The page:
Justice for Nicous Spring

Justice for Nicous Spring

Content Note: discussion of police brutality, murder, and anti-Black racism.

Nicous D’Andre Spring, 21, was unlawfully imprisoned at Montreal’s Bordeaux jail on December 24, 2022 when guards placed a spit hood over his head and pepper-sprayed him twice, resulting in his death. Nicous was detained by Montreal police on December 20th, and taken to the hospital on December 24th where he passed away, succumbing to the physical injuries inflicted by the prison guards. A judge had ordered Nicous be released from the detention center the day before.

Nicous was loved by his family, friends, and followers who knew him as the artist, YK Lyrical. He was a poet, loved to write and to workshop his writing with his mentors. He was only 21. He had hopes for the future, dreams and goals for his life beyond that night of December 24th, 2022, none of which included dying too young to see any of them come true. The experience which Nicous had at the end of his life was one of fear. Despite the criminal legal system’s efforts to rid him of humanity, Nicous was a young man who deserved to be protected, and who fought for his life to no avail.

Nicous did not have to be good, polite, put together, articulate, docile or kind to deserve his own life. He was not “one of the good ones” because he was a gifted writer who spent his life working closely with his community. Instead, he was precious merely because he was a young Black man, a human who deserved so much more care than he received. 

This is unfortunately not a new headline. For so many of us, this sounds all too familiar. It is a repetitive, ongoing, and deeply traumatic experience for the Black community, and for those who comprehend the emotional and political gravity of this event.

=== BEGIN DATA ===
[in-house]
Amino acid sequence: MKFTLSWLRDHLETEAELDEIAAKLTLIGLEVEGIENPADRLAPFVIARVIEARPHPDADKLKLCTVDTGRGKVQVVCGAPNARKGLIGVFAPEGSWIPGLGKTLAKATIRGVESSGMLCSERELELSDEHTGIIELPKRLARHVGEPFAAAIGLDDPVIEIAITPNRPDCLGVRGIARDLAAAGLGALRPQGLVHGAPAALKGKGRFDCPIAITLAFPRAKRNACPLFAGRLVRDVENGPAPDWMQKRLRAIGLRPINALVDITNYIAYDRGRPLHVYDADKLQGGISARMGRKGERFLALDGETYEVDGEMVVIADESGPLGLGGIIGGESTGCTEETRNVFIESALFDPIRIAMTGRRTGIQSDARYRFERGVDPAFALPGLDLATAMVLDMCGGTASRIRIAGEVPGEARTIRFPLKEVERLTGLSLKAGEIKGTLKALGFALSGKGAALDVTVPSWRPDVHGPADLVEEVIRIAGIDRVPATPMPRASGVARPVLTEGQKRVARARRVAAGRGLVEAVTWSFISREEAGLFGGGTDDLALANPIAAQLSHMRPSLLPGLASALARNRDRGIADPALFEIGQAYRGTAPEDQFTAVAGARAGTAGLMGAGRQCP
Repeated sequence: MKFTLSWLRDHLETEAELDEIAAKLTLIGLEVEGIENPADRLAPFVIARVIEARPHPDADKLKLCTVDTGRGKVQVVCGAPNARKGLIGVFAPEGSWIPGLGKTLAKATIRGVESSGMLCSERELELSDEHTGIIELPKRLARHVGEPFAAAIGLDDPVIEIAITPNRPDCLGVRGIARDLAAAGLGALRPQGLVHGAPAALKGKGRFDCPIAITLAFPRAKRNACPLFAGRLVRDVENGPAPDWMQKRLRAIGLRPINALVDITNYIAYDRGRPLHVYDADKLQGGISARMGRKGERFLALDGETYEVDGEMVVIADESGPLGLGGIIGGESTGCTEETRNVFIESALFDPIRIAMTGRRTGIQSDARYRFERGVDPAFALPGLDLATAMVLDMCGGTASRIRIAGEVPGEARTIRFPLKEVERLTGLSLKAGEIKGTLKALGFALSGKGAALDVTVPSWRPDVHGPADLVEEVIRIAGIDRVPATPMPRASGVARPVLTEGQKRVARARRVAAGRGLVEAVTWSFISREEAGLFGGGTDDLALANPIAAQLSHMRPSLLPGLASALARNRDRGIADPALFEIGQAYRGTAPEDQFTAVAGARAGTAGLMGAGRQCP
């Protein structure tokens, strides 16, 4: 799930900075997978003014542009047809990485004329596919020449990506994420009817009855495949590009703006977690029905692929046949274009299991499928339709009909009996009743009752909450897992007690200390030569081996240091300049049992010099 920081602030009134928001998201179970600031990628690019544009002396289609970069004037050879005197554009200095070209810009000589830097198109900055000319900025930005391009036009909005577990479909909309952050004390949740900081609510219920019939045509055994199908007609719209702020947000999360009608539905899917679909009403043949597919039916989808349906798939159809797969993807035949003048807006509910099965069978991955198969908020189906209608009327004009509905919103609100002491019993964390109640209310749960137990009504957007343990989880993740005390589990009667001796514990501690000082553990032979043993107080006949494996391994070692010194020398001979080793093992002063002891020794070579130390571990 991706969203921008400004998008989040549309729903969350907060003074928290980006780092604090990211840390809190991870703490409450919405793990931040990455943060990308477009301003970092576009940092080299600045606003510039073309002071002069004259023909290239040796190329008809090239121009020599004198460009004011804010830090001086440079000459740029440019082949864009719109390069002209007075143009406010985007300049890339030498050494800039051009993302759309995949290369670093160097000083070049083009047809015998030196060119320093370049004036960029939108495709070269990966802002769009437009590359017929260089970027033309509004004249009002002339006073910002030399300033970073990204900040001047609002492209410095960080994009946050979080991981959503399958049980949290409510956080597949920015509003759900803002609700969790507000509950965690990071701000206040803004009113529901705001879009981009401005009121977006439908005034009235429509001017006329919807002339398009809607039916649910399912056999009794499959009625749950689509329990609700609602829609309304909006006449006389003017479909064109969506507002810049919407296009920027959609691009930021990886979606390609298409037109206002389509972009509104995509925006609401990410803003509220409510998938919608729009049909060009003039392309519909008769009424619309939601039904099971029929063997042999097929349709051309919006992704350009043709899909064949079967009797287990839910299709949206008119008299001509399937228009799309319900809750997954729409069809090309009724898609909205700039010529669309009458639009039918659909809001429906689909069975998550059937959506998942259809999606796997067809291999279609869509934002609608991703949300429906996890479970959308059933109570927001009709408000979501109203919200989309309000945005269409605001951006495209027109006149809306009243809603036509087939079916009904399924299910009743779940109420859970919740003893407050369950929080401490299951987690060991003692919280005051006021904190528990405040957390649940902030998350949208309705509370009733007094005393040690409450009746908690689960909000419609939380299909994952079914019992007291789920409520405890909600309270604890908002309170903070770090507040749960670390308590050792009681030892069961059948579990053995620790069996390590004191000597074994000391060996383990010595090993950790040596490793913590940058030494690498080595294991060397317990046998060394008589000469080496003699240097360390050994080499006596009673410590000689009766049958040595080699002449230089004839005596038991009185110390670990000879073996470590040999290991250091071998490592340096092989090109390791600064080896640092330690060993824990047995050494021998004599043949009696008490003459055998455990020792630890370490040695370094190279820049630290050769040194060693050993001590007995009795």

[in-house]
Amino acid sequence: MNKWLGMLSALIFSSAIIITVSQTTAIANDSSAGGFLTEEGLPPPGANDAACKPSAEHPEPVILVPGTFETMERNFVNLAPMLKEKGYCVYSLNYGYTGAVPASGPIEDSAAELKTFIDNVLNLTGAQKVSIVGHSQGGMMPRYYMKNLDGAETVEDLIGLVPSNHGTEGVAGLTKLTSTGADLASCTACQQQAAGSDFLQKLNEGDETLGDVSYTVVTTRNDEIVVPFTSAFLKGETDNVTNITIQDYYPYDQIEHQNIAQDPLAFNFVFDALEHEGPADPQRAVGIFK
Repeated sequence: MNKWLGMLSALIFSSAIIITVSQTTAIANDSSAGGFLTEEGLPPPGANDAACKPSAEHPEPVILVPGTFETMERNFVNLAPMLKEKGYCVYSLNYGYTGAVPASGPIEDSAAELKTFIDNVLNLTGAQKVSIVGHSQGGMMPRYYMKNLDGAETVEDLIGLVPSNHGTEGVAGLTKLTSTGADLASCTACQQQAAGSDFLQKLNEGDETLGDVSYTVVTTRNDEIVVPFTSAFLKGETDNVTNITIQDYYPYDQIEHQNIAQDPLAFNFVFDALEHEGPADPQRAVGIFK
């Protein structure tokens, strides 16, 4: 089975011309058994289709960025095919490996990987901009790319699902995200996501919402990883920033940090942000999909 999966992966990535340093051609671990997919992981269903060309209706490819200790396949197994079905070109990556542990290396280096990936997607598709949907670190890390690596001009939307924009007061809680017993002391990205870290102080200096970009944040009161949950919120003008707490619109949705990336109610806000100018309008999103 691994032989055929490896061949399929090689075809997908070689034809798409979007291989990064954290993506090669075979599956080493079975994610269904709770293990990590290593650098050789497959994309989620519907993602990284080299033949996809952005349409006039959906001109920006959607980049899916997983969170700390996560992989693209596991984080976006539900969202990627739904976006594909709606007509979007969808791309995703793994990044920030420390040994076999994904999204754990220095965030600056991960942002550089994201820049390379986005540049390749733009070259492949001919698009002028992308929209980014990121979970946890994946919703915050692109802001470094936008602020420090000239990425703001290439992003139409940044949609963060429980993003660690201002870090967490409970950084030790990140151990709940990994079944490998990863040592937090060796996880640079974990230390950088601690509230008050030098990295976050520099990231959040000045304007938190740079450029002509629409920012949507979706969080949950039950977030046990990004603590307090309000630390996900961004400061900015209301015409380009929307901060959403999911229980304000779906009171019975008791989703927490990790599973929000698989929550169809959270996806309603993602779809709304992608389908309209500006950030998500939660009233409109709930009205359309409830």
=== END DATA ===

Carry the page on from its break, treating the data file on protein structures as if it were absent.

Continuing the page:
It’s normal to feel powerless when faced with tragedy that involves injustice. However, we do not have to face this alone. We can collectively hold space for one another, take much needed time to rest, and, when we can muster the strength, we can continue to claim the following statements as indisputable truths that guide and resource us as we organize for justice:

The prison, policing, and criminal legal system were specifically created to oppress and suppress Black, Indigenous, people of colour, and other marginalized lives. It is, in fact, working according to its purpose. The people responsible for this are those who uphold an institution designed to control, subdue, and murder anyone who is marked as a threat to the ongoing project of white supremacy and colonialism in this country. They are part of a system that allows its enforcers to operate without guilt or accountability for the lives they tear apart. This is true historically and it remains true today. In a system where justice and love prevail, the death of Nicous Springs would not have come to pass, because every person along his journey would have understood the beauty he encompassed, and viewed him much like they view their loved ones, as someone who is complicated, kind, nuanced and brave.